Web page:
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IOM Bangladesh Rohingya Humanitarian Crisis Response - Monthly Situation Report (January 2022)

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IOM OFFERS CRITICAL SERVICES FOR AFFECTED PEOPLE AFTER BACK-TO-BACK FIRES IN A WEEK

At the start of 2022, Cox’s Bazar Rohingya refugee camps experienced back-to-back fire incidents in the space of a week. A fire broke out at the IOM-run Severe Acute Respiratory Infection Isolation and Treatment Center (SARI ITC) in Camp 20 Extension on the evening of January 2, causing significant damage. On the afternoon of January 9, a blaze engulfed Camp 16. The resultant damage to property impacted more than 1,700 refugees and members of the host community.

In response to the fire in Camp 20 Extension, IOM teams - along with Disaster Management Units (DMU) composed of trained Rohingya volunteers - supported the Fire Brigade in dousing the flames. They managed to prevent the re from spreading to other sections of the SARI ITC. Within 36 hours of the fire’s onset, IOM resumed medical services although the reconstruction of the burnt-out areas is urgently needed.

IOM also acted swiftly when the second fire, in Camp 16, was reported. Response teams were mobilized to protect refugees and to bring the situation back under control. This was done in coordination with the local authorities and the Fire Brigade. IOM’s SMSD partner, CARE, mobilized its teams and DMU volunteers to quell the blaze.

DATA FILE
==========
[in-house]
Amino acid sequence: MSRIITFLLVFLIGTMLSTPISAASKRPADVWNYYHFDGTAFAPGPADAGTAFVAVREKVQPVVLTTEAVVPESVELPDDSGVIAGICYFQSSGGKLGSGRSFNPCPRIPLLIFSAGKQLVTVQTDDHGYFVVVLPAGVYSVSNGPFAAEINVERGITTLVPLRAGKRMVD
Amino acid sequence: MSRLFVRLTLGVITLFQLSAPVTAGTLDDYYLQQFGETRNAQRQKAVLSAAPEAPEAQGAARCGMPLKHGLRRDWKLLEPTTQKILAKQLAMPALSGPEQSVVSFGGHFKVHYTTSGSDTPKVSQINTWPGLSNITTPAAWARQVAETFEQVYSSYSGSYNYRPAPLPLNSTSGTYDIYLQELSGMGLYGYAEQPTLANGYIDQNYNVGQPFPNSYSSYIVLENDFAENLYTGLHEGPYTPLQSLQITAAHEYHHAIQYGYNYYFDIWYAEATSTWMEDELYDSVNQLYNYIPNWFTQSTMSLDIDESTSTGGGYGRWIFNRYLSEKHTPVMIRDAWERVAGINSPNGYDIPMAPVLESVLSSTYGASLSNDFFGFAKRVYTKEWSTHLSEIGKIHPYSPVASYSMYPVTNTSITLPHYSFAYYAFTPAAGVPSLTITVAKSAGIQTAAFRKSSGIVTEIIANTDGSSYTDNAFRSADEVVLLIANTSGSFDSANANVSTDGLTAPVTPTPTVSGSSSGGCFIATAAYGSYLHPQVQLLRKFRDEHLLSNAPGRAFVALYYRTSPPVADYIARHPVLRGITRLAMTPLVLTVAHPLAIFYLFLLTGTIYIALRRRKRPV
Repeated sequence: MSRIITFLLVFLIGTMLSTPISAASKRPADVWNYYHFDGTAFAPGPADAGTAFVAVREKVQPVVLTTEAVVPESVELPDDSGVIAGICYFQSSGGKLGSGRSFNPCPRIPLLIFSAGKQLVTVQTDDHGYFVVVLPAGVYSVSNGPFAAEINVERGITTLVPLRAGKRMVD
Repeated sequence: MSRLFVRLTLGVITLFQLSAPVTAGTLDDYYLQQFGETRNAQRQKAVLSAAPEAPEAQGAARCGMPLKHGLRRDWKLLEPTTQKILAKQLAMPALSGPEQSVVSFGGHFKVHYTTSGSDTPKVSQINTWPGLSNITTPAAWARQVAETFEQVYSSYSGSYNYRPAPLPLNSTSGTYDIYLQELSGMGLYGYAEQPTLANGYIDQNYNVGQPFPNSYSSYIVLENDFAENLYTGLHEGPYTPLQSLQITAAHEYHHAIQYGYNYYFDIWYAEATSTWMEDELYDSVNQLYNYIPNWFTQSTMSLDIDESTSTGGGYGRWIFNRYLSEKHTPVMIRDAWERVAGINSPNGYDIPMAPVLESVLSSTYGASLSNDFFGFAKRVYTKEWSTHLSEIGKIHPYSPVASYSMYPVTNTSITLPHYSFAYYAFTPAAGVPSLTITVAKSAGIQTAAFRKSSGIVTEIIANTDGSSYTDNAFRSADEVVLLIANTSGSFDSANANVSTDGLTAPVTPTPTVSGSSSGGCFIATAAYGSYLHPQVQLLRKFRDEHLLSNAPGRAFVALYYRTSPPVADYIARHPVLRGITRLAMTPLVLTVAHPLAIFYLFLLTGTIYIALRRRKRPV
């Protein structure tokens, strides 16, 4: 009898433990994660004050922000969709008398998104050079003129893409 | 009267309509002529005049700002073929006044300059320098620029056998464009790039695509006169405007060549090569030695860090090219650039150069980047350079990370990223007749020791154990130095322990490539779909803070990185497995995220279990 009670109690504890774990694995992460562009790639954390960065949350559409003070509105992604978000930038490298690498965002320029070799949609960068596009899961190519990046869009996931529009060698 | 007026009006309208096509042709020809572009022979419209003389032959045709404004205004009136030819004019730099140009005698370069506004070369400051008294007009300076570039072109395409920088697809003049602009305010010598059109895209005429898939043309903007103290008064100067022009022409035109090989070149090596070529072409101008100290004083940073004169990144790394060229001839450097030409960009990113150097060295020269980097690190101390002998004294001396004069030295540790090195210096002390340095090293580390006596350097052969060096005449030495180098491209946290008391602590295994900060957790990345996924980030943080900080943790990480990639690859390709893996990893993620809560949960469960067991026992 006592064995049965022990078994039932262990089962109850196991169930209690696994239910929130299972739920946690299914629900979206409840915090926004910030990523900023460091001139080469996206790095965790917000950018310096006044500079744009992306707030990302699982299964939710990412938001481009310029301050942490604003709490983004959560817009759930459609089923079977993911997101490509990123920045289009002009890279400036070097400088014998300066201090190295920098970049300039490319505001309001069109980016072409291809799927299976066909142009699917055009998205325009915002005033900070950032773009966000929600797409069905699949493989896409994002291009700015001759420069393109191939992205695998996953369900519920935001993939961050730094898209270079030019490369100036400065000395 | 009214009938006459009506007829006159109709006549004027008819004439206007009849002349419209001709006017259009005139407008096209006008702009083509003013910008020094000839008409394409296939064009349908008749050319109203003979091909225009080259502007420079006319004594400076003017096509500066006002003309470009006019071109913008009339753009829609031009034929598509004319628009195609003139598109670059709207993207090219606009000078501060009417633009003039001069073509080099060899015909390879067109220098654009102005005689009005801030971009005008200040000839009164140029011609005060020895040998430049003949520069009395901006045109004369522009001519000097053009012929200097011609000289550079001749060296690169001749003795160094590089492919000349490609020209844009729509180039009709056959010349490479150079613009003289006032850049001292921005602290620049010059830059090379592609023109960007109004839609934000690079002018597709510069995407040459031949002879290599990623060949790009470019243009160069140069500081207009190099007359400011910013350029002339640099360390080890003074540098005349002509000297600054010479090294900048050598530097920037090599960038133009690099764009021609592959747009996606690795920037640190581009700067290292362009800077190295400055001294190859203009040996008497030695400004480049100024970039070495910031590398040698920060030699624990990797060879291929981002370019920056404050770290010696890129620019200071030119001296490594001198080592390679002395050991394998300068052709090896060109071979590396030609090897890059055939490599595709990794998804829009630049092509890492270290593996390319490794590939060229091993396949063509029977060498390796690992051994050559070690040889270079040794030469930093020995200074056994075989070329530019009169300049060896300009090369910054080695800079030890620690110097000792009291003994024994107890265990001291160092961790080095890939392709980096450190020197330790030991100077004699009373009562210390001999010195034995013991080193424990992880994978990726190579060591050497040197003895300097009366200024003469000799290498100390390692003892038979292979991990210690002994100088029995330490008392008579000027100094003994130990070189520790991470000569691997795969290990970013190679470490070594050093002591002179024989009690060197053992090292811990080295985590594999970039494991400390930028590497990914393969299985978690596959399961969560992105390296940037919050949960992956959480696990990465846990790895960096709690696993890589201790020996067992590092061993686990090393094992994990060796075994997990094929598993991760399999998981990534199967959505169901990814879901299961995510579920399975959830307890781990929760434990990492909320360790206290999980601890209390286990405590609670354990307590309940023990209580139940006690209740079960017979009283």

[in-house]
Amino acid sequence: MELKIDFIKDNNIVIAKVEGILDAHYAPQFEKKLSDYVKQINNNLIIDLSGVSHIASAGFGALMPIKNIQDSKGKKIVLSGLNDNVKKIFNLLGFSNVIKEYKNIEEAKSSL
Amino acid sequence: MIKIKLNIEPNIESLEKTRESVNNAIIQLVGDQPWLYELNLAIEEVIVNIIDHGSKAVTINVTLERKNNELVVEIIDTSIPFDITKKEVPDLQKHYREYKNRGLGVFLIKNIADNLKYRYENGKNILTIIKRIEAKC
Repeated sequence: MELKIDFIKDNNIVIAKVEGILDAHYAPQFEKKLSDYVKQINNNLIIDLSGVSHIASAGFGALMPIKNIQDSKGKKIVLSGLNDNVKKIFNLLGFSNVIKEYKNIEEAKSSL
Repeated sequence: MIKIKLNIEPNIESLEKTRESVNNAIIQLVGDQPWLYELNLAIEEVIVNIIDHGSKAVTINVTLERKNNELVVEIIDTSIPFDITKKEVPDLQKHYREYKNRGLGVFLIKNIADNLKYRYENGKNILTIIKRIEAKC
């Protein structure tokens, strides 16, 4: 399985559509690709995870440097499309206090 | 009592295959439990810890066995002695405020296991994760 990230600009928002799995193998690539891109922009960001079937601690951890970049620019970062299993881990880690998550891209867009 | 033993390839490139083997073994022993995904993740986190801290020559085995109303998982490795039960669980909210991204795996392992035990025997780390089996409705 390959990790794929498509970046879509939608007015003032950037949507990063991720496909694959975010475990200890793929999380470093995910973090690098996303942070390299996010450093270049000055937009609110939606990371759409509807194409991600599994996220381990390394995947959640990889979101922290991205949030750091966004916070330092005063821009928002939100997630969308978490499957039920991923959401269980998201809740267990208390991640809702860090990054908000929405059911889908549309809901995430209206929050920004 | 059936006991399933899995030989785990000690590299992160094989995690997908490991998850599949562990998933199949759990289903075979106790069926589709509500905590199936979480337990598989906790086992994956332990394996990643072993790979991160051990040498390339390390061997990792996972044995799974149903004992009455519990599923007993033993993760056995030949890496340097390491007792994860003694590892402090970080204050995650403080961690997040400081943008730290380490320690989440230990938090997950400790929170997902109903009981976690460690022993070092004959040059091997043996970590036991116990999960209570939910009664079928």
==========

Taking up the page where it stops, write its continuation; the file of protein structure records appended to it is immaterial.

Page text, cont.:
Further support by IOM came in the form of emergency non-food items and WASH items packages to 492 families. Families with fully burnt shelters were supported either with tents (152 families) or the installation of emergency shelters (201 families). Forty families with partially burnt out shelters were assisted with emergency shelter materials which were immediately put to use. Emergency shelter support was also provided to nine families from the host community living inside the affected area. A total of 396 affected families received Liquefied Petroleum Gas (LPG) and cooking sets support during the first response.

More than 1,000 Cash-for-Work labour days were deployed by IOM’s partner, CARE, for the purpose of removing debris from the affected sites. IOM also dispatched a Mobile Medical Team to provide treatment for any potential injuries, along with psychological first aid and referrals to health facilities.

The outbreak of fire remains a major risk in the dry season. In March 2021, a massive fire broke out in Camp 9, resulting in the loss of several lives, along with the displacement of 45,000 people, while the camp suffered catastrophic damage.